Daylilies belong to the genus Hemerocallis and are not true lilies. This Greek word is made up of two parts: hemera meaning day and kallos meaning beauty. The name is appropriate, since each flower lasts only one day. Some of the newer varieties have flowers that open in the evening and remain open until the evening of the following day. Many of these night blooming plants are delightfully fragrant.
Originally from Europe to China, Korea, and Japan, their large showy flowers have made them popular worldwide, and there are over 60,000 registered named cultivars.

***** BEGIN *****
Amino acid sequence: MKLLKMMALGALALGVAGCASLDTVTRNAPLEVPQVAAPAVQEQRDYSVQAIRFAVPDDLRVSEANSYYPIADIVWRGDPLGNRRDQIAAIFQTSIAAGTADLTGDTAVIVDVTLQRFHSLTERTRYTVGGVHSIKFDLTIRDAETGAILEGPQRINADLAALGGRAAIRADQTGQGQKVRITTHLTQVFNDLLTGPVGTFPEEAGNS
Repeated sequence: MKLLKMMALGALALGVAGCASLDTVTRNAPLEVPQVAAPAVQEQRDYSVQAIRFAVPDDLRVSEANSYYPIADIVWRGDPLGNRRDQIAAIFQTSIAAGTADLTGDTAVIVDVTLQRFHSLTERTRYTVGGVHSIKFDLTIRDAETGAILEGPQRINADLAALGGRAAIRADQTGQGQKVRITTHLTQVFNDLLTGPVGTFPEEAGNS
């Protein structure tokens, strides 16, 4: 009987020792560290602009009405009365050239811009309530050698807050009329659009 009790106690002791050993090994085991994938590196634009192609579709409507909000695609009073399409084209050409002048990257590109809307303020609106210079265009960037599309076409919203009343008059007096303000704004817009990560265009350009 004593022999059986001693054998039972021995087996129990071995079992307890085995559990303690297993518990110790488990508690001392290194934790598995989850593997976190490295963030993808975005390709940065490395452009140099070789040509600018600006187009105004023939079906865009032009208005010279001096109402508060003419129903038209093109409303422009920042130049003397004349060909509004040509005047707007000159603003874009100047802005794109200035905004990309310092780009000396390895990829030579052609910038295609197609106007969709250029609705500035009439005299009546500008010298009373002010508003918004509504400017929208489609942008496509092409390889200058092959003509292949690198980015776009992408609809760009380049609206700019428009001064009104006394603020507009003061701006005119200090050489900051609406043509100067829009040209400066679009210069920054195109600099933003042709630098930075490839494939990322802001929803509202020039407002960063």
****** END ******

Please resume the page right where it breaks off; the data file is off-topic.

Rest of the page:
Daylilies can be grown in USDA plant hardiness zones 1 through 11, making them some of the most adaptable landscape plants. Most of the cultivars have been developed within the last 100 years.